On a recent quiz I got the following question incorrect and after debating it with my teacher he would not budge.
The question is as follows: A heavy rock and a light rock of the same size are falling through the air from a tall building. The one that encounters the greatest air resistance is the
A) light rock
B) heavy rock
C) same for both
After doing some research I still stand behind my answer of C) same for both. The teachers answer was A) light rock.
I have found explanations for both equal and heavy but am baffled as to how the answer could be the light rock.
What are your opinions or thoughts?
The answer will vary depending on how the teacher defines “the same size” and “air resistance”. The most likely meaning of “the same size” is “the same shape and volume”; I’ll assume that as the intent. Then, the definition of “air resistance” may be defined either in terms of force, in which case the heavier rock will experience slightly more at any given time, as it will move faster; or in terms of acceleration, time to fall a given distance, or other motion-based measure, in which case the lighter rock will be more impacted by the effects of the air.
He might be trying to think of it from a terminal velocity perspective. The heavy rock will have a faster terminal velocity, the lighter rock will have a slower terminal velocity. So it would seem intuitive that the lighter rock is encountering more resistance because it is going slower (even though it is the heavier rock that actually has a greater force being applied to it by the air).
Overall it seems to be a poorly worded question, a more clear question would be to ask which experiences greater drag force due to air resistance.
And drag force is affected by both surface area and velocity.
If you put together a free body diagram, you may be able to solve this one out. Gravity is acting downwards (9.8m/s^2 * Mh for the heavy rock, 9.8m/s^2 * Ml for the light rock), drag force is acting upwards (I don’t have a formula handy, but it’s a function of velocity and surface area, and varies depending on shape–thankfully, rocks tend to be approximated “nicely” with a sphere).
Now all you have to do is determine which one needs a greater drag force to have Fgravity = Fdrag, and then you can determine things like which one is falling faster…
But, in this case, it’s the heavy one (Mh is by definition > Ml). The EFFECT of the air resistance is seen most on the light one (Fdrag needing to be smaller on a body that is to all intents and purposes the same surface area but less massive in order to counter Fgravity).
At best a poorly worded question. It would be better as a short answer, but in that case any could be correct with the right reasoning. The best answer is B the heavier rock. For a given velocity air resistance is independent of mass. Air resistance is a function of the cube of the velocity. Since the heavier rock has greater force of gravity acting on it, it will have a greater terminal velocity thereby a greater force from air resistance.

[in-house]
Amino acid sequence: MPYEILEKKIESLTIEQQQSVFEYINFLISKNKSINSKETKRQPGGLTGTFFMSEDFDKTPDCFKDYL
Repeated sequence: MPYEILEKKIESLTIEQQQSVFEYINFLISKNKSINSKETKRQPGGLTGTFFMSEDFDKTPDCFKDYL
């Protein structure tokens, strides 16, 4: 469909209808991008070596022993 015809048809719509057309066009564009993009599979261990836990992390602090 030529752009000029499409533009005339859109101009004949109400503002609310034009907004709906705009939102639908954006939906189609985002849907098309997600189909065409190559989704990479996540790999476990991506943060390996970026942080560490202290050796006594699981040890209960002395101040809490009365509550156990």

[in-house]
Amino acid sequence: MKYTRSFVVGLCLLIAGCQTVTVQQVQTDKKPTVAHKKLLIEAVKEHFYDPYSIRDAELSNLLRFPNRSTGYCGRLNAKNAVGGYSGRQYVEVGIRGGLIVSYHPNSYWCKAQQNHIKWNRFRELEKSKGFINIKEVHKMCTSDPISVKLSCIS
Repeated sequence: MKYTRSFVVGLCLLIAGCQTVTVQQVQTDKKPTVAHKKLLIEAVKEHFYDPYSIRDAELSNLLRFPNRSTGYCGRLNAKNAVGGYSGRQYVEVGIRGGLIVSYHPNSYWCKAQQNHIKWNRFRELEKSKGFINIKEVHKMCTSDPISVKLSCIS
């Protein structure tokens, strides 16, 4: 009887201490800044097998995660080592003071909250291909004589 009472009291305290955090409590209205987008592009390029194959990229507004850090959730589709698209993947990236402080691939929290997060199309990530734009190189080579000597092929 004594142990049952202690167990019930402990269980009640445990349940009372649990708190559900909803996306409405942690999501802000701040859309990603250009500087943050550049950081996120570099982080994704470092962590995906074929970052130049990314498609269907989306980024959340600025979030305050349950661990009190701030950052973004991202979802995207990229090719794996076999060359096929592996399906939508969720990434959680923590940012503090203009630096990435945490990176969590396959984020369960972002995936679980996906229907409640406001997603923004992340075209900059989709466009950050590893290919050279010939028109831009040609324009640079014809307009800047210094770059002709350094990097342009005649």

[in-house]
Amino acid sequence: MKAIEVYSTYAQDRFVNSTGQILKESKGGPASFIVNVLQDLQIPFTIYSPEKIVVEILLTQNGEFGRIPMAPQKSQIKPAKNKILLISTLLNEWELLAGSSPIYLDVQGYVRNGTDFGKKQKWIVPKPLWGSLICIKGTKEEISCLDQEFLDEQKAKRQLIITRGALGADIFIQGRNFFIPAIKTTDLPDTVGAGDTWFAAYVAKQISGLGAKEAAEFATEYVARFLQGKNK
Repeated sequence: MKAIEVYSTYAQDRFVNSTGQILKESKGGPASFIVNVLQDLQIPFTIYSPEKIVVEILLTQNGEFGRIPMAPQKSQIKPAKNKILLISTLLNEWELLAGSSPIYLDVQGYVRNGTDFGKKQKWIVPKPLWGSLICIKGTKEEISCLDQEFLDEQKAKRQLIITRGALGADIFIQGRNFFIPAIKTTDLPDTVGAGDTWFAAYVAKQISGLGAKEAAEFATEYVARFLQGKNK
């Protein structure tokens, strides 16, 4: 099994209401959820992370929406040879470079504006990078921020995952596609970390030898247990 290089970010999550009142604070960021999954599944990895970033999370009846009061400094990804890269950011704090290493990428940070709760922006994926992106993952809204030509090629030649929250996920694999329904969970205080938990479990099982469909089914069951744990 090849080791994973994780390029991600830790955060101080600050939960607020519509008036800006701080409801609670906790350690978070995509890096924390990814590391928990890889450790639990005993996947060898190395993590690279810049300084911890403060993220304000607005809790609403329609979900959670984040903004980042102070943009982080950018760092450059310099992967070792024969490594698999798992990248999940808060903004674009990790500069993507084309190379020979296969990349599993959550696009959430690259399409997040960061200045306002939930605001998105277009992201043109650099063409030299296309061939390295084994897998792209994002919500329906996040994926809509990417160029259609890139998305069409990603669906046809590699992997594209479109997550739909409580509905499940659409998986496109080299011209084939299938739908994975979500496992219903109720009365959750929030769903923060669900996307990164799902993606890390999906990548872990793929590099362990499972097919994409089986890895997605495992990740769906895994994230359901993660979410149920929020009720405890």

Or once again at terminal velocity: do a force balance
F=MAg = F(air resistance). Since the more massive rock has a greater force from gravity, the counteracting force from air resistance will be greater. At less than terminal velocity, the more massive rock will have a greater acceleration, but at any given velocity the force from air resistance will be the same on both rocks. A=(MAg-F(air resistance))/M
If you measure the acceleration of the rocks and the terminal velocities, the effect of the air resistance might seem to be greater on the lighter rock since it will accelerate slower & have a lower terminal velocity, but that was not the question was it?
F=force, M=mass, Ag= acceleration of gravity, F(air resistance) Force as a function of air resistance
In a high school physics classroom (or intro college level for that matter), why even bring up the issue of air resistance? As illustrated by the complexity of the answers in this thread, it muddies the waters in what should be an application of a simple model.
Because it is important to understand why the model does not match real world results. Understanding what other forces are in play is important, even if understanding how to quantify those forces is beyond the scope of the course.
From an engineering standpoint you may be correct, but from a physics education standpoint, it is trivial and over complicates the treatment of the relationship between position, velocity and acceleration. Even when dealing with net forces I don’t even deal with it. We discuss why our model breaks down when comparing real world situations, but it’s not worth dealing with it even on a qualitative level. Just my opinion.
I agree…poorly worded. It really should say something about assuming they’re the same shape of the same size. I read “air resistance” from a force perspective (coming from an aeronautics background). So if they’re the same size and shape, the heavy rock will experience more force. You can assume they’re spheres if you want (it turns out the specific shape doesn’t really matter). The aerodynamic force on a sphere will be a function of shape, surface finish, and velocity. See this: https://www.grc.nasa.gov/www/K-12/airplane/dragsphere.html
Because the heavier rock has a greater gravitational force, it needs a greater aerodynamic force to counteract the gravitational force (at terminal velocity). Since the aerodynamic force is greater, the velocity is greater (this is why heavier objects of the same shape have a higher terminal velocity). Since the aerodynamic force is greater, it experiences more air resistance.